Farmhouse and artisan cheesemakers are being forced to pour thousands of litres of milk down the drain and give away cheese for free after many lost up to 90% of their business overnight following the shutdown of the hospitality sector.
The situation has been compounded by shoppers using supermarkets to stock up on hard and grating cheeses made by large food manufacturers.
Small producers have been left with maturing rooms full of cheeses, which by their nature have limited shelf lives.
The problem is particularly pronounced for soft and blue cheeses. At the same time, cows, sheep and goats are now out at pasture, and continue to produce milk every day that must be used or be thrown away.
The cheese community has come together to urge British public to buy direct from cheesemakers and independent retailers, and is asking restaurants to help by using British artisan cheeses in online cooking demos and adding artisan cheese to their delivery options.
“The future of Britain’s farmhouse and specialist cheesemakers is in the balance - we could see many of the country’s best cheeses lost for ever as family farms and small cheesemaking businesses are pushed to the wall,” warns cheesemaker Catherine Mead, chair of the SCA, which represents more than 200 small cheesemakers and is one of three organisations involved in the initiative along with the Academy of Cheese and the Guild of Fine Food.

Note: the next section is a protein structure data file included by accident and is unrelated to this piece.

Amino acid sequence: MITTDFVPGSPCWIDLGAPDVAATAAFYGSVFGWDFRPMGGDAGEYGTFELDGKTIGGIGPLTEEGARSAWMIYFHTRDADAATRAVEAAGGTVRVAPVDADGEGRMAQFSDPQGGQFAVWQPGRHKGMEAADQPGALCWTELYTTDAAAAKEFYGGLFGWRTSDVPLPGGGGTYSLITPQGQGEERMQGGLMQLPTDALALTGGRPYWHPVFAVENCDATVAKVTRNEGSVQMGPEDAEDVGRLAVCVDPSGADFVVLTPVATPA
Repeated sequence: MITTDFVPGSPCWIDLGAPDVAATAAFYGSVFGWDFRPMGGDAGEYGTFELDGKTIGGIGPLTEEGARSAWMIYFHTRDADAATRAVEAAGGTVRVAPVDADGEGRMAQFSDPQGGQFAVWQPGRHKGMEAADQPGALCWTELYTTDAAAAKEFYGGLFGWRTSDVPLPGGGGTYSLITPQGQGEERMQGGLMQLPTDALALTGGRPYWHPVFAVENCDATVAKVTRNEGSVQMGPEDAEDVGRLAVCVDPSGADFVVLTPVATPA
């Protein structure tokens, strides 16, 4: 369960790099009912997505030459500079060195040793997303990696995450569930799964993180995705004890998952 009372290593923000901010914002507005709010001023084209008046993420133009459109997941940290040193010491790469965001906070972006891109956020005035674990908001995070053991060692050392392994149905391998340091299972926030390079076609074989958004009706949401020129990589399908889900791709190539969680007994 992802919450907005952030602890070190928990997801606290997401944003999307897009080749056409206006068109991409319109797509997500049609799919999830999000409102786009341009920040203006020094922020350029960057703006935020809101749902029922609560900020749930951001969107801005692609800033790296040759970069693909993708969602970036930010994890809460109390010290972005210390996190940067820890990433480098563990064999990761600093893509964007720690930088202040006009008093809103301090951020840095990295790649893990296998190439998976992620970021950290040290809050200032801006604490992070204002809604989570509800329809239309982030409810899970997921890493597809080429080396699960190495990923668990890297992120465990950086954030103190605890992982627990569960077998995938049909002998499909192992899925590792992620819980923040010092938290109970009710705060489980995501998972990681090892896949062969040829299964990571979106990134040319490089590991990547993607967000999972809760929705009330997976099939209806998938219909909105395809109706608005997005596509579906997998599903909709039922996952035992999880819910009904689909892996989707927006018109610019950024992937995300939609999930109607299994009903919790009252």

“The national crisis has put untold pressure on our members. Restaurants, cafes and pubs, plus farmers markets and supermarket deli counters, closed overnight leaving cheese stores over filled, an abundance of spring milk with nowhere to go and only a few orders forthcoming.”
The industry has been quick to respond with cheesemakers, cheesemongers, farm shops and delis pivoting their businesses to be able to sell cheese online to be delivered direct to people’s doors, as well as introducing social distancing systems at shops so people can buy safely.
John Farrand, managing director of the Guild of Fine Food, which represents the country’s cheese shops, delis and farm shops, has praised the way indie retailers and small producers had mobilised in the crisis.
“It’s inspiring to see how local food networks have risen to the challenge and adapted business models to provide good food to local communities during the crisis. Independent retailers are going to extraordinary lengths to keep the nation fed, while also providing a vital route to market for small producers, who would otherwise struggle to stay afloat. We urge shoppers to make use of these networks and support small family businesses. The local pound has never been so valuable.”
To further support the industry, the SCA, Academy of Cheese, Guild of Fine Food and cheese writer Patrick McGuigan have teamed up to raise awareness of the crisis and help shoppers connect with local cheesemakers and independent retailers by providing online directories of the companies that can deliver or are safely open for business.
This first-of-its-kind collaborative project will culminate in the British Cheese Weekender over the Early May Bank Holiday weekend (8-10 May), when the public will be encouraged to enjoy the country’s best cheeses with a series of free, online tastings.
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